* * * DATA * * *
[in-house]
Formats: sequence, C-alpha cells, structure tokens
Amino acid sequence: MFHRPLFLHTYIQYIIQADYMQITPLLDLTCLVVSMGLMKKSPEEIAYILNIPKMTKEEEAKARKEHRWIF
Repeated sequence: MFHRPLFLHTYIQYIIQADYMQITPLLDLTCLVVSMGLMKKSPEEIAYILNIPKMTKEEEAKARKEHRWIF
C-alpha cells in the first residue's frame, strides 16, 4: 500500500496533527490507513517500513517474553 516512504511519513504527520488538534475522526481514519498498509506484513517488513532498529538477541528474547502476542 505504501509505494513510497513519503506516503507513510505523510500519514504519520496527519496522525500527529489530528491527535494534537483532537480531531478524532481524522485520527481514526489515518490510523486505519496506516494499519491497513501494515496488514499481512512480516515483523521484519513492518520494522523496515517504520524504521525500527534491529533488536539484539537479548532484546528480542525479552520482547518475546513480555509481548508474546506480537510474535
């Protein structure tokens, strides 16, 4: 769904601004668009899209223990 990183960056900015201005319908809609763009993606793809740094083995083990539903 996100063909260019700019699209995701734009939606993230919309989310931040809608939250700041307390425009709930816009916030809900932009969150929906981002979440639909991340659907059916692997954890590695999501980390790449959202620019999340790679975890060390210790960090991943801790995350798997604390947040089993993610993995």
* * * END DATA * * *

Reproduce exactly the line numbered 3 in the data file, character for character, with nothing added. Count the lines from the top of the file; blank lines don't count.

Amino acid sequence: MFHRPLFLHTYIQYIIQADYMQITPLLDLTCLVVSMGLMKKSPEEIAYILNIPKMTKEEEAKARKEHRWIF